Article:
School officials argue that the lawsuit is barred under the “ministerial exception,” a legal doctrine which blocks employment-related lawsuits against religious organizations filed by employees who perform important religious functions.
The ministerial exception is designed to insulate religious groups from interference and second-guessing by judges and others about how the group is carrying out its religious mission. It applies to pastors, priests, and rabbis.
The issue in the Lutheran school case is whether it also applies to a teacher who spent most of her day presenting a secular curriculum to her students, but who also was a “commissioned minister” who taught religious classes and led the children in prayer.
Douglas Laycock, a University of Virginia law professor representing the Lutheran school, says the case could trigger “a revolution in relations between church and state.”
“The ministerial exception is limited to employees who perform functions important to the employer’s religious mission,” he writes in his brief to the court. He says the teacher was dismissed for violating church rules and that the courts cannot decide her claim without becoming involved in underlying religious disputes.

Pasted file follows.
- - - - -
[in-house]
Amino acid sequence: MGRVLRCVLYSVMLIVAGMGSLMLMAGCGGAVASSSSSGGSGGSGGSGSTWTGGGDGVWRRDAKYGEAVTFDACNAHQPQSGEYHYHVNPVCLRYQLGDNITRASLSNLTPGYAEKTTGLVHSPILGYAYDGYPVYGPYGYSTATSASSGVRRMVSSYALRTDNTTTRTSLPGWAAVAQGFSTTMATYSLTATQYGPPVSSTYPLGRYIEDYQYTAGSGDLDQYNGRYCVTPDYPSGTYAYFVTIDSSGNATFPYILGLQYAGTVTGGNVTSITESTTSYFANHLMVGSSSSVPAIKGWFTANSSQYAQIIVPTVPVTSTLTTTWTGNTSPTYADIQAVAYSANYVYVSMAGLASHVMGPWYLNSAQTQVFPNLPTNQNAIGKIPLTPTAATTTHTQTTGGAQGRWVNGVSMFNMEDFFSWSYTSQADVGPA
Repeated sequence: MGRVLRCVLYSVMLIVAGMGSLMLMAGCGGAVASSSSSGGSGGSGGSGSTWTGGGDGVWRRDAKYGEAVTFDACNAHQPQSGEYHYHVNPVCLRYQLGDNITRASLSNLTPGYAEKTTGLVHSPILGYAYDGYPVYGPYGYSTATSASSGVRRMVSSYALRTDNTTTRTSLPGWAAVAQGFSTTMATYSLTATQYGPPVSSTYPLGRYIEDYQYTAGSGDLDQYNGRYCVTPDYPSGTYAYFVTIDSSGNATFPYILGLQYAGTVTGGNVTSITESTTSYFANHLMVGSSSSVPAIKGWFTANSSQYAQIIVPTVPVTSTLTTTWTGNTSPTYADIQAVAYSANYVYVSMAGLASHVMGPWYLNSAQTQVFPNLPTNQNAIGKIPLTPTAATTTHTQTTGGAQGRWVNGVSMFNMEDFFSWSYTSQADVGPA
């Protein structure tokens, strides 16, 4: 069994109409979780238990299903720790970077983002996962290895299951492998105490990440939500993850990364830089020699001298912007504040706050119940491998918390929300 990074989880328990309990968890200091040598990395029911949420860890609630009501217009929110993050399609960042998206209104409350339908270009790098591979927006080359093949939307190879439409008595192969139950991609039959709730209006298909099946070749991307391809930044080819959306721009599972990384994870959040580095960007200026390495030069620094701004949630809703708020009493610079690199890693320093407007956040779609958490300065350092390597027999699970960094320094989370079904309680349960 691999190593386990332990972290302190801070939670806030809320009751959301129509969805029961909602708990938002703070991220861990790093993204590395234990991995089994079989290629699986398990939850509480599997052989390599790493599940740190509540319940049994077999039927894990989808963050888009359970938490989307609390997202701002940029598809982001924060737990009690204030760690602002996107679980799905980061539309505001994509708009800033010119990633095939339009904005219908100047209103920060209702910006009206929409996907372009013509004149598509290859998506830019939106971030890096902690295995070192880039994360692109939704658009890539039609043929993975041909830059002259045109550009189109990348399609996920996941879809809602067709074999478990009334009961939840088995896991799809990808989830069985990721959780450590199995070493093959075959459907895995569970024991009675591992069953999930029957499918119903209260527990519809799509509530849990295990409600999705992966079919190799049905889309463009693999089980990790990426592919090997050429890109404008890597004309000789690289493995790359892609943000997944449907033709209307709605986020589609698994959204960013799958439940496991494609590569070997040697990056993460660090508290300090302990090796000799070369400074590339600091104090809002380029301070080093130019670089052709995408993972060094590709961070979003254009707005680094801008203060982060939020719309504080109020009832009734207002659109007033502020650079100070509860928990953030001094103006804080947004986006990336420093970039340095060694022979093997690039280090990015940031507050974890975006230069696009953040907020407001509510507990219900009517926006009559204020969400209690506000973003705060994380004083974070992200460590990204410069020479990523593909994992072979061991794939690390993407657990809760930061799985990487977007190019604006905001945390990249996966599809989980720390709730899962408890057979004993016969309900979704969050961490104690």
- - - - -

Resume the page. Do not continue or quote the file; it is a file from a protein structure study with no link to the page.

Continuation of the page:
“Allowing her claim to go forward would leave the church unable to control who teaches the faith to the next generation,” Mr. Laycock writes.
Lawyers for the teacher counter that generally applicable anti-discrimination laws are fully enforceable and “need not give way to religious exercise.”